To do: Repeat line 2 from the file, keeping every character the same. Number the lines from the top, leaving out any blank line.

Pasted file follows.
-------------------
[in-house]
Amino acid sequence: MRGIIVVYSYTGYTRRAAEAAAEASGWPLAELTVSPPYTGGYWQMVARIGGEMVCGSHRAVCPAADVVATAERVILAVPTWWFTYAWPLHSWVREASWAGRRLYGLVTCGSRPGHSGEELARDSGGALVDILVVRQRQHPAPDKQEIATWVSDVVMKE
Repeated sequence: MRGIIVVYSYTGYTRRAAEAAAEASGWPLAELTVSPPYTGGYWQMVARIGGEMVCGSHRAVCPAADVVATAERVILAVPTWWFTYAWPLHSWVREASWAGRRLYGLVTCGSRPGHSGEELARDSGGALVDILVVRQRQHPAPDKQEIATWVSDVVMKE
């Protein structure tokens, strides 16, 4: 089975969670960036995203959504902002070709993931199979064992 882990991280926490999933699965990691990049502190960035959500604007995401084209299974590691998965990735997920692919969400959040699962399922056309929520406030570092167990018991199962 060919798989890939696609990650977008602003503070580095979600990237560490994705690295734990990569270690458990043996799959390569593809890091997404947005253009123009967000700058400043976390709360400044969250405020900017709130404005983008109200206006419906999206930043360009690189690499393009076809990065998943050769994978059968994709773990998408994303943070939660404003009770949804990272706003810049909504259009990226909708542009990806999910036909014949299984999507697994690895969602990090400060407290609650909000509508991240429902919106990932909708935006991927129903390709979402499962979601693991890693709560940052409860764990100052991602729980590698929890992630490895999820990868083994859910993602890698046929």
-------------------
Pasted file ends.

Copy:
Amino acid sequence: MRGIIVVYSYTGYTRRAAEAAAEASGWPLAELTVSPPYTGGYWQMVARIGGEMVCGSHRAVCPAADVVATAERVILAVPTWWFTYAWPLHSWVREASWAGRRLYGLVTCGSRPGHSGEELARDSGGALVDILVVRQRQHPAPDKQEIATWVSDVVMKE